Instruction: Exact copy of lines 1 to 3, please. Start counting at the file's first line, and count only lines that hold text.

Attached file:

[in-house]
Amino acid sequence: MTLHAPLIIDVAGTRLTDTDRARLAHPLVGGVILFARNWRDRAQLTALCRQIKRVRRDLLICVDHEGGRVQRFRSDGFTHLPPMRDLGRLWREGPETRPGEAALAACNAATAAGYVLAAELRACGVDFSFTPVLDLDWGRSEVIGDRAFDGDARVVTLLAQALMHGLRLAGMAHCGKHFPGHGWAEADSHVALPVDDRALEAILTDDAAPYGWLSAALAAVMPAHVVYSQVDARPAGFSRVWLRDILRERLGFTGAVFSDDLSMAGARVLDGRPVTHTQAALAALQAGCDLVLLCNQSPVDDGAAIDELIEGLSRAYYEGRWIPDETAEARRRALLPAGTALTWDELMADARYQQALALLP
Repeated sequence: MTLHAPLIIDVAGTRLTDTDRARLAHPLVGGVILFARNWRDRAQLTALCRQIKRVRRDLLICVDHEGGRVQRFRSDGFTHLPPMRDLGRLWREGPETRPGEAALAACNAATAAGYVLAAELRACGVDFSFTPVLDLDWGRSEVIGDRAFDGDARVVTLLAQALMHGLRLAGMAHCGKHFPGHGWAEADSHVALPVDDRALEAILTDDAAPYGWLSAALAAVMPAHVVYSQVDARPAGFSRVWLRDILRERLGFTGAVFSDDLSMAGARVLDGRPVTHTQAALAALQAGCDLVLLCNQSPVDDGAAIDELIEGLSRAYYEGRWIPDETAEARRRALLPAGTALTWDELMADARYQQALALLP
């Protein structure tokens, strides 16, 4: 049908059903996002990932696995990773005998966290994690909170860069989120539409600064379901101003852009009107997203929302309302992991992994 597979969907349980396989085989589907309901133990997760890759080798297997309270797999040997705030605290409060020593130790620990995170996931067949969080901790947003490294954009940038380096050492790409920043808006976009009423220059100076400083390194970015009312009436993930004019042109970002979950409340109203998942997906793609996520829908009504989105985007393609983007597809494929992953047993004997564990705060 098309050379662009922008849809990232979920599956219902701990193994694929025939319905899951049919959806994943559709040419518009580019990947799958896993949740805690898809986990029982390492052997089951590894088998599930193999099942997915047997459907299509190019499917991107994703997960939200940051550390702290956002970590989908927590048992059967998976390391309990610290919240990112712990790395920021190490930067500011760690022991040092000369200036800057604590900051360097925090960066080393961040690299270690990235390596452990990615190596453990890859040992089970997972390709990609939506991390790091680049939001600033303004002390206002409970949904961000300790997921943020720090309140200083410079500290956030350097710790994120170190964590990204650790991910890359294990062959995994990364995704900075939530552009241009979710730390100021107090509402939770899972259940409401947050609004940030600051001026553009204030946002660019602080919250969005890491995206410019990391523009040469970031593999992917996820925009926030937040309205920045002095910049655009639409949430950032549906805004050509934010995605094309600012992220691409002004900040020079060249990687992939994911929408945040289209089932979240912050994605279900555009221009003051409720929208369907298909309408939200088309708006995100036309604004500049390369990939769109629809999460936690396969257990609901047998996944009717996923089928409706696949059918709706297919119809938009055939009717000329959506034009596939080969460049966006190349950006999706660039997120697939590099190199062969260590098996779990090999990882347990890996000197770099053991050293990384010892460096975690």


[in-house]
Amino acid sequence: MTLHAPLIIDVAGTRLTDTDRARLAHPLVGGVILFARNWRDRAQLTALCRQIKRVRRDLLICVDHEGGRVQRFRSDGFTHLPPMRDLGRLWREGPETRPGEAALAACNAATAAGYVLAAELRACGVDFSFTPVLDLDWGRSEVIGDRAFDGDARVVTLLAQALMHGLRLAGMAHCGKHFPGHGWAEADSHVALPVDDRALEAILTDDAAPYGWLSAALAAVMPAHVVYSQVDARPAGFSRVWLRDILRERLGFTGAVFSDDLSMAGARVLDGRPVTHTQAALAALQAGCDLVLLCNQSPVDDGAAIDELIEGLSRAYYEGRWIPDETAEARRRALLPAGTALTWDELMADARYQQALALLP
Repeated sequence: MTLHAPLIIDVAGTRLTDTDRARLAHPLVGGVILFARNWRDRAQLTALCRQIKRVRRDLLICVDHEGGRVQRFRSDGFTHLPPMRDLGRLWREGPETRPGEAALAACNAATAAGYVLAAELRACGVDFSFTPVLDLDWGRSEVIGDRAFDGDARVVTLLAQALMHGLRLAGMAHCGKHFPGHGWAEADSHVALPVDDRALEAILTDDAAPYGWLSAALAAVMPAHVVYSQVDARPAGFSRVWLRDILRERLGFTGAVFSDDLSMAGARVLDGRPVTHTQAALAALQAGCDLVLLCNQSPVDDGAAIDELIEGLSRAYYEGRWIPDETAEARRRALLPAGTALTWDELMADARYQQALALLP